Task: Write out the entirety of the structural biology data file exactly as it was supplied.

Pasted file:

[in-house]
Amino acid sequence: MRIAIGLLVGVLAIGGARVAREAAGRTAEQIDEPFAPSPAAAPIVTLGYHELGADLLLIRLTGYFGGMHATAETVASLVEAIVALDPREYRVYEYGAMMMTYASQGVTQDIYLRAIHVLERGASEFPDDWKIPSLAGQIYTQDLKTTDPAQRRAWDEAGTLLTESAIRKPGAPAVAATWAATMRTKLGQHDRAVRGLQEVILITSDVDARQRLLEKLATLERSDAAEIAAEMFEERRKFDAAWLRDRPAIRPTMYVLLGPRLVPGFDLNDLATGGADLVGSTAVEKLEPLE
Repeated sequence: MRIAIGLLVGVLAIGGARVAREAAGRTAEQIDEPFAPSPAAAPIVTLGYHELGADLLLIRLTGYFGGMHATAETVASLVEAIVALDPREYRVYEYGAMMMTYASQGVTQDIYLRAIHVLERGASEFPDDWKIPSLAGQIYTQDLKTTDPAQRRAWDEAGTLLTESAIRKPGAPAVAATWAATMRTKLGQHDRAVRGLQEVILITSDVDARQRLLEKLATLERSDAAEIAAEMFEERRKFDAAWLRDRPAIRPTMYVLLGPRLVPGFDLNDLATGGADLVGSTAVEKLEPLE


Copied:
[in-house]
Amino acid sequence: MRIAIGLLVGVLAIGGARVAREAAGRTAEQIDEPFAPSPAAAPIVTLGYHELGADLLLIRLTGYFGGMHATAETVASLVEAIVALDPREYRVYEYGAMMMTYASQGVTQDIYLRAIHVLERGASEFPDDWKIPSLAGQIYTQDLKTTDPAQRRAWDEAGTLLTESAIRKPGAPAVAATWAATMRTKLGQHDRAVRGLQEVILITSDVDARQRLLEKLATLERSDAAEIAAEMFEERRKFDAAWLRDRPAIRPTMYVLLGPRLVPGFDLNDLATGGADLVGSTAVEKLEPLE
Repeated sequence: MRIAIGLLVGVLAIGGARVAREAAGRTAEQIDEPFAPSPAAAPIVTLGYHELGADLLLIRLTGYFGGMHATAETVASLVEAIVALDPREYRVYEYGAMMMTYASQGVTQDIYLRAIHVLERGASEFPDDWKIPSLAGQIYTQDLKTTDPAQRRAWDEAGTLLTESAIRKPGAPAVAATWAATMRTKLGQHDRAVRGLQEVILITSDVDARQRLLEKLATLERSDAAEIAAEMFEERRKFDAAWLRDRPAIRPTMYVLLGPRLVPGFDLNDLATGGADLVGSTAVEKLEPLE